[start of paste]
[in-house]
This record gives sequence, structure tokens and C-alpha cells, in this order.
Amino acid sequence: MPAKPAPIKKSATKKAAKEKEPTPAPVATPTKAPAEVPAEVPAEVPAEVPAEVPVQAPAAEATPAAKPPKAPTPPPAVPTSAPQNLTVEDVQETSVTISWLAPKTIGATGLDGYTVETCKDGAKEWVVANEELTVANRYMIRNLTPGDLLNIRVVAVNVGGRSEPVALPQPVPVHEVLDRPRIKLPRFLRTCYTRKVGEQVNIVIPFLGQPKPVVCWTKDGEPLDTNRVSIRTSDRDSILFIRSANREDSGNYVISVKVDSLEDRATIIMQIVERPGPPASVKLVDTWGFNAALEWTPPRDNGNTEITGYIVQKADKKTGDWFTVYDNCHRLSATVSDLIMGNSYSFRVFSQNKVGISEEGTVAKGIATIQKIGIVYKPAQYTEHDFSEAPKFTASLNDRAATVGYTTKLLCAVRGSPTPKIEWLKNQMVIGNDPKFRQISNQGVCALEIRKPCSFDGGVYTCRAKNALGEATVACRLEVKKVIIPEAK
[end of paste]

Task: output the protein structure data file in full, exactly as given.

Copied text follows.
[in-house]
This record gives sequence, structure tokens and C-alpha cells, in this order.
Amino acid sequence: MPAKPAPIKKSATKKAAKEKEPTPAPVATPTKAPAEVPAEVPAEVPAEVPAEVPVQAPAAEATPAAKPPKAPTPPPAVPTSAPQNLTVEDVQETSVTISWLAPKTIGATGLDGYTVETCKDGAKEWVVANEELTVANRYMIRNLTPGDLLNIRVVAVNVGGRSEPVALPQPVPVHEVLDRPRIKLPRFLRTCYTRKVGEQVNIVIPFLGQPKPVVCWTKDGEPLDTNRVSIRTSDRDSILFIRSANREDSGNYVISVKVDSLEDRATIIMQIVERPGPPASVKLVDTWGFNAALEWTPPRDNGNTEITGYIVQKADKKTGDWFTVYDNCHRLSATVSDLIMGNSYSFRVFSQNKVGISEEGTVAKGIATIQKIGIVYKPAQYTEHDFSEAPKFTASLNDRAATVGYTTKLLCAVRGSPTPKIEWLKNQMVIGNDPKFRQISNQGVCALEIRKPCSFDGGVYTCRAKNALGEATVACRLEVKKVIIPEAK